Zuma’s Success With Wal-Mart Job Pledge Crimps South Africa M&A

Zuma’s Wal-Mart Job Pledge Success Crimps South Africa M&A
An employee delivers a customer's purchases at a Game supermarket, part of Massmart Holdings Ltd, in Johannesburg. Photographer: Nadine Hutton/Bloomberg

South African President Jacob Zuma’s success in getting foreign buyers such as Wal-Mart Stores Inc. to guarantee jobs may curb the pace of takeovers in the region’s biggest economy.

The Wal-Mart acquisition was “so politically charged,” said Nick Matthews, head of mergers and acquisitions at KPMG International’s South African unit. “Debates about ANC policy and the fact that they have put nationalization on the agenda will be a worry for foreign investors.”

Companies announced 86 deals valued at 49.2 billion rand ($7.3 billion) in the first half of this year, the lowest level since the final two quarters of 2009, according to data compiled by Bloomberg. There were 106 transactions in the year-earlier period totaling 55.3 billion rand.

Zuma’s government is trying to slash the country’s 25 percent unemployment rate. It used the antitrust regulator to secure a halt in job cuts when Wal-Mart purchased a stake in retailer Massmart Holdings Ltd. and Kansai Paint Co. bought Freeworld Coatings Ltd. Threats to nationalize mines by Julius Malema, leader of the ruling African National Congress Youth League, are also deterring foreign buyers.

South Africa’s trade, economic development and agriculture ministries asked the country’s Competition Tribunal to force Wal-Mart, the world’s largest retailer, to restrict imports after its purchase of Massmart, a move designed to protect the company’s smaller suppliers. The competition authority approved the transaction on June 1 with the condition that no jobs are cut for two years.

‘Strained Credibility’

“These interventions strained South Africa’s credibility as a destination for foreign direct investment,” Massmart Chairman Mark Lamberti wrote yesterday in Johannesburg’s Business Day newspaper. “In the end, wisdom and independence of the Competition Tribunal prevailed.”

The government “doesn’t have a blanket view” on takeovers and bids are studied on a “case-by-case basis to determine the balance of benefit to the economy,” the Economic Development Department said in an e-mailed response to questions on June 5. It welcomes foreign investment in operations that bring capital and skills, it said.

The ANC agreed in September to study nationalization in South Africa, the biggest producer of platinum, a miner of gold and the biggest supplier of coal to European power plants.

Government interference “is a bit of a headwind,” said Alan Pullinger, chief executive officer of FirstRand Ltd.’s investment banking unit, Rand Merchant Bank.

‘Hit Pause’

Acquisitions also are being hampered by the Treasury’s announcement in June of an 18-month suspension of Section 45 of the Income Tax Act, a move that may tax transactions previously exempt. The risk of extra charges caused companies to “hit the pause button,” Pullinger said.

Rio Tinto Plc’s Palabora Mining Co. postponed a share sale on June 20, saying the adjustment means the transaction is no longer viable. Computer manufacturer Mustek Ltd. scrapped a buyout by management and private equity investors on June 7 for the same reason.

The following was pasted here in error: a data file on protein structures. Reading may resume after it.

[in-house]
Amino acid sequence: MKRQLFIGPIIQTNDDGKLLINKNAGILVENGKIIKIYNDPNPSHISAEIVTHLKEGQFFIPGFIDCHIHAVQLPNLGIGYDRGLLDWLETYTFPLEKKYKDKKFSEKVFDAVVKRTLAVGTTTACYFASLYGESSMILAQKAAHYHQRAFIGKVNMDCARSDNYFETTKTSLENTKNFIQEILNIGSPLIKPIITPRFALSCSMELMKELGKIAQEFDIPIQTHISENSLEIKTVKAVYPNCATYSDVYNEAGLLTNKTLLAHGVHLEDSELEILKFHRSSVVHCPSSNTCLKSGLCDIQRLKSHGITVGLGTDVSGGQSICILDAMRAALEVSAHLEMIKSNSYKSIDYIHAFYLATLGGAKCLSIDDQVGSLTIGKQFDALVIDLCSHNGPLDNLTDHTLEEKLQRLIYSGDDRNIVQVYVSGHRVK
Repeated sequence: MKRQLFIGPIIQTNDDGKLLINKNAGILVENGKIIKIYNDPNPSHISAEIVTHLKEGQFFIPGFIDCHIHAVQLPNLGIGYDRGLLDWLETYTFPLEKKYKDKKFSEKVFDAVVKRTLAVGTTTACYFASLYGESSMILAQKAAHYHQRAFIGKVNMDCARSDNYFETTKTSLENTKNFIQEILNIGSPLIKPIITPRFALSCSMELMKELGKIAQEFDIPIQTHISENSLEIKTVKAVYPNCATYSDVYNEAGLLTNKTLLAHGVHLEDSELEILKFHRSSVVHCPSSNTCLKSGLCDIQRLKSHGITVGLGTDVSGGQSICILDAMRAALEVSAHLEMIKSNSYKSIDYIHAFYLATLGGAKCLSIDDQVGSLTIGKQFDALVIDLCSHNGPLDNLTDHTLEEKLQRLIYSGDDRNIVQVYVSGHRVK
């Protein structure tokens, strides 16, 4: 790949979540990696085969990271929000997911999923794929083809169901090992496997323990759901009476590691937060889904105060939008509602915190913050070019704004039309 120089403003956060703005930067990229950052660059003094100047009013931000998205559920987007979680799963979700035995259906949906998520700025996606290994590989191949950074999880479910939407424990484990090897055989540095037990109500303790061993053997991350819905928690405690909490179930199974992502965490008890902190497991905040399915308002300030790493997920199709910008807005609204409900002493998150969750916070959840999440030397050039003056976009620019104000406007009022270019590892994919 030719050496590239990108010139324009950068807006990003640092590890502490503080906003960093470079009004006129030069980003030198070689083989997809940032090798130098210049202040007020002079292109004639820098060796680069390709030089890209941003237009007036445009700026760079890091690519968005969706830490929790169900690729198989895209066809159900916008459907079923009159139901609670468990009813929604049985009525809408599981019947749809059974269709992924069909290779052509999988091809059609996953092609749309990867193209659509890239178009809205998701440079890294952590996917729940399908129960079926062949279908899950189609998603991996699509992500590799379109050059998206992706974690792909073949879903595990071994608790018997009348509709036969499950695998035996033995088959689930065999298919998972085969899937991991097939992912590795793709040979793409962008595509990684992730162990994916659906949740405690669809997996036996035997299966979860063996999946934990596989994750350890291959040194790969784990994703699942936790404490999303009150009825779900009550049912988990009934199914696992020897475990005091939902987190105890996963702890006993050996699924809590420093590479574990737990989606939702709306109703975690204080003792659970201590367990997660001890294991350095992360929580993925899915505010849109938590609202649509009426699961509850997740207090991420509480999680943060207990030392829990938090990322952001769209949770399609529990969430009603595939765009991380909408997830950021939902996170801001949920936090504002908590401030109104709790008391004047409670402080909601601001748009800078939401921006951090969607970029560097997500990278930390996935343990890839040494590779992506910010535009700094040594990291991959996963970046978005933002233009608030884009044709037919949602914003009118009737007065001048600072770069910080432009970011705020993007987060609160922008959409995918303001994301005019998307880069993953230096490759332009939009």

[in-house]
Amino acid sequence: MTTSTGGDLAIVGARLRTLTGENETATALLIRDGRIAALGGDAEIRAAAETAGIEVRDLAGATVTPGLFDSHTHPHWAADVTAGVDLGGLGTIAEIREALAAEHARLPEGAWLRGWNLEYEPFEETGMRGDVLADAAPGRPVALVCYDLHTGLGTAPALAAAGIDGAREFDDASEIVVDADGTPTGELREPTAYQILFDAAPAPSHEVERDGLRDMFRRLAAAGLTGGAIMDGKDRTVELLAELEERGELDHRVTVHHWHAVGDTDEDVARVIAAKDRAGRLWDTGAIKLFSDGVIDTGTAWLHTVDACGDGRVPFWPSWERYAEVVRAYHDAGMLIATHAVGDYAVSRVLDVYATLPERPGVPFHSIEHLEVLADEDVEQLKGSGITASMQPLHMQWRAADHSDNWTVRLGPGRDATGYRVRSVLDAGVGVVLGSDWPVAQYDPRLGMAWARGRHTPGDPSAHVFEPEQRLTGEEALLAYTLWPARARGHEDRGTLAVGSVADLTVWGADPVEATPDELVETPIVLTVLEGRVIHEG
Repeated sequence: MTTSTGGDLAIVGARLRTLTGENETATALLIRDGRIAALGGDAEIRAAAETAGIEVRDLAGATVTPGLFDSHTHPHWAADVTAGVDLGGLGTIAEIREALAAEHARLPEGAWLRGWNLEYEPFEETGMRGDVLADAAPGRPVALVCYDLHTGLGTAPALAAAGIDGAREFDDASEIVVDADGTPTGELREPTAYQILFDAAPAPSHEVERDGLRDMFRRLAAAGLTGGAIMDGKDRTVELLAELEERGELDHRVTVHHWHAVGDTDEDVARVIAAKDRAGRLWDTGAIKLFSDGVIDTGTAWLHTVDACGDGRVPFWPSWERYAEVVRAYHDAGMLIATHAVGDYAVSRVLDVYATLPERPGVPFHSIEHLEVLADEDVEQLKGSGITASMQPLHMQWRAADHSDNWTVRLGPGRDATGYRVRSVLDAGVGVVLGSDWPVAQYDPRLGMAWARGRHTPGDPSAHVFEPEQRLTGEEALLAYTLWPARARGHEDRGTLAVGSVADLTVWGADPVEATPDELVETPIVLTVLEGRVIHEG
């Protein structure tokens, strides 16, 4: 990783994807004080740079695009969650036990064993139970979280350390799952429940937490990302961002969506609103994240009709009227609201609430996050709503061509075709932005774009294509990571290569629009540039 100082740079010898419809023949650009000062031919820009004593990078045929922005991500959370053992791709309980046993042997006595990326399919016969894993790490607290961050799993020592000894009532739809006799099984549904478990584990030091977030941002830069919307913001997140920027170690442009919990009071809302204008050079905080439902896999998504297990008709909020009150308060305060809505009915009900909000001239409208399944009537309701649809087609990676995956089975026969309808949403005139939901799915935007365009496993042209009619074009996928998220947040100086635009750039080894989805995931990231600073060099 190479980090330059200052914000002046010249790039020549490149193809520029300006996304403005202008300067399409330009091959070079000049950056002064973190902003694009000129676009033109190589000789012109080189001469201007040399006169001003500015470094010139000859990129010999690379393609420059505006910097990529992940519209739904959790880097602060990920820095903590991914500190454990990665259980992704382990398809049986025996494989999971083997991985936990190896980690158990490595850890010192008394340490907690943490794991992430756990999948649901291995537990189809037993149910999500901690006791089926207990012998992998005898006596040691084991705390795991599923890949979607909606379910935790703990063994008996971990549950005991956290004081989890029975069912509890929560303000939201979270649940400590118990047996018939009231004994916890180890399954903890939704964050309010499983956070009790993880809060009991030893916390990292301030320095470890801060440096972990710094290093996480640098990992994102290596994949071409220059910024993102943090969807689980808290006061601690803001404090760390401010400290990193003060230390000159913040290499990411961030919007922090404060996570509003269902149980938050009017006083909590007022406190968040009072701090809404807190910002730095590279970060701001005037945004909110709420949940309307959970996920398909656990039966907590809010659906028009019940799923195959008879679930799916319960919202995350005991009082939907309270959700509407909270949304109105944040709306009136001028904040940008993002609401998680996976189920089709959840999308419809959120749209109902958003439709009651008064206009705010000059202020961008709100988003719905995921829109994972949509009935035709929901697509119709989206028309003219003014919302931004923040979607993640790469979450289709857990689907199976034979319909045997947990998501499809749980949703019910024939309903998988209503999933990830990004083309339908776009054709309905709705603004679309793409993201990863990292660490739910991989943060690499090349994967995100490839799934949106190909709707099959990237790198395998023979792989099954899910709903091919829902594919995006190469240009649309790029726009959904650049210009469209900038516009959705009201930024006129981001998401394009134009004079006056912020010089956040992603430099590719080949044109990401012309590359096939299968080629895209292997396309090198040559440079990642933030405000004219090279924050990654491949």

Finance Minister Pravin Gordhan said June 23 that he suspended the provision to stamp out tax avoidance.

The $1.3 billion purchase of Cape Town’s Victoria & Albert Waterfront shopping mall by Growthpoint Properties Ltd. and the Public Investment Corp. was the biggest announced transaction in the first half, according to Bloomberg data.

Investec Tops Tables

Investec Ltd. topped the ranking of M&A advisers at the end of the second quarter as it worked with Growthpoint on its V&A purchase and Brazil’s Vale SA on its $1.1 billion bid to buy copper producer Metorex Ltd., according to Bloomberg data.

Jinchuan Group Ltd., the biggest Chinese nickel producer, made a rival offer of $1.36 billion on July 5 for Metorex, which controls the Ruashi open-pit mine in the Democratic Republic of Congo and the Chibuluma copper development in Zambia.

Investors may try overcoming obstacles to benefit from faster economic growth and the country’s access to other African markets, said Yianni Pouroullis, head of advisory and distribution at Nedbank Group Ltd.’s investment banking unit.

South Africa’s economy, the largest in Africa, expanded an annualized 4.8 percent in the first quarter, compared with 1.9 percent in the U.S. and 0.8 percent in the euro area.

‘Healthy Pipeline’

Nedbank Capital and RMB, which advised FirstRand last year on the sale of its 45 percent stake in property and casualty insurer OUTsurance Holdings Ltd., aren’t in the top 15 M&A transactions announced in the first half.

There has been an increase in corporate finance activity, such as capital raising and lending, giving Nedbank Capital a “healthy pipeline” of transactions, Pouroullis said.

RMB’s deal pipeline still looks promising, Pullinger said.

“We’ve been busy, but I think it’s fair comment to say that transactions are taking much longer to consummate,” he said. “They are being considered a lot more deeply.”

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